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Association between markers in chromosomal region 17q23 and young onset hypertension: a TDT study
  1. S-Y Wu1,2,
  2. C S J Fann2,
  3. Y-S Jou3,
  4. J-W Chen4,
  5. W-H Pan2
  1. 1Graduate Institute of Life Sciences, National Defence Medical Centre, Taipei, Taiwan
  2. 2Institute of Biomedical Sciences, Academia Sinica, Taipei, Taiwan
  3. 3Division of Molecular and Genomic Medicine, National Health Research Institutes, Taipei, Taiwan
  4. 4Department of Cardiology, Taipei Veterans General Hospital, and Cardiovascular Research Centre, National Yang-Ming University, Taipei, Taiwan
  1. Correspondence to:
 Dr W-H Pan, Institute of Biomedical Sciences, Academia Sinica, Taipei, Taiwan;

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Hypertension is one of the most important risk factors for cardiovascular diseases. Despite extensive research examining the causes of blood pressure variation, a significant proportion of blood pressure variation is yet to be explained. Studies of families and twins suggest that 20-40% of blood pressure variation can be attributed to genetic factors.1 Evidence shows that the genetic contribution is even greater for young onset hypertension.2 We feel that genetic approaches focusing on young onset hypertension will provide new insight into the pathogenesis of hypertension.

In our previous report, the affected sib pairs (25 independent, affected sib pairs) method showed positive signs of linkage for markers of the atrial natriuretic peptide gene (NPPA) (D1S1612, p=0.0162), angiotensinogen gene (AGT) (D1S547, p=0.0263), lipoprotein lipase gene (LPL) (D8S1145, p=0.0284), and angiotensin converting enzyme gene (DCP1) (D17S2193, p=0.0256),3 indicating that multiple pathogenic pathways may be involved in the aetiology of young onset hypertension. Owing to this aetiological complexity, in the current study we focus on high resolution mapping of AGT (located on 1q42-43) and DCP1 (located on 17q23), genes of the renin angiotensin system (RAS). Renin catalyses the first step of the activation pathway of angiotensinogen to angiotensin I, which is then cleaved to angiotensin II by angiotensin I converting enzyme. This cascade can lead to aldosterone release, vasoconstriction, and increased blood pressure. Although the RAS has been extensively studied, it remains unclear how and to what extent RAS gene variants contribute to the blood pressure variations in various human populations.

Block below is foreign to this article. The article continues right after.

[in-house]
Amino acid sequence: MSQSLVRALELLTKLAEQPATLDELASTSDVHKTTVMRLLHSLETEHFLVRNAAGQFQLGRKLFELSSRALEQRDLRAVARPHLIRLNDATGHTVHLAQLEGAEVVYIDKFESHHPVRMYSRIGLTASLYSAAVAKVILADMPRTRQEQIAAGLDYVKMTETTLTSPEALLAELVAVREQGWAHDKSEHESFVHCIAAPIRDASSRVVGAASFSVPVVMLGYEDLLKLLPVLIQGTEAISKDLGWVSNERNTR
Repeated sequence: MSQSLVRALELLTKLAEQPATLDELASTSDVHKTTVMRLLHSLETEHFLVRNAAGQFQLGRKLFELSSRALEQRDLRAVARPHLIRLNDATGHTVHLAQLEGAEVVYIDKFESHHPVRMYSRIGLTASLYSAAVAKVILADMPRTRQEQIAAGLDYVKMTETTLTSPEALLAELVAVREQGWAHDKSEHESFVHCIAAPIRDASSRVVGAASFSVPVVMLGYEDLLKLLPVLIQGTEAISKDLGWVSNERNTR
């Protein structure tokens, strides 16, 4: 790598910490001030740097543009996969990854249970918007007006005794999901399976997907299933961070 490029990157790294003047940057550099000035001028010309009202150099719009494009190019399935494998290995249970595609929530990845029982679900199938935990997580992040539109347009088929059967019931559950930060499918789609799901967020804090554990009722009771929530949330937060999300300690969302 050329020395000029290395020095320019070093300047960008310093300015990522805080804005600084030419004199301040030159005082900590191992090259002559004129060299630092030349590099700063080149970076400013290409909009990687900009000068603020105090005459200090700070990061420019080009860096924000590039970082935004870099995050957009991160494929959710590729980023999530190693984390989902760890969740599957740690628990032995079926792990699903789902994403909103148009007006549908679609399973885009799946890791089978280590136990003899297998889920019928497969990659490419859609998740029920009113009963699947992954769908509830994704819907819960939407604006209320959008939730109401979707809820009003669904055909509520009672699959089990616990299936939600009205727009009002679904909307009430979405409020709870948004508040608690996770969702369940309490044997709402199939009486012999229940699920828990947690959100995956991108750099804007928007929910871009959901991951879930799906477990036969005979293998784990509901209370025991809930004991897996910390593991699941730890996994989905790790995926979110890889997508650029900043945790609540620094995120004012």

We have recruited 59 nuclear families (a total of 214 subjects) from a hypertension clinic at Taipei …

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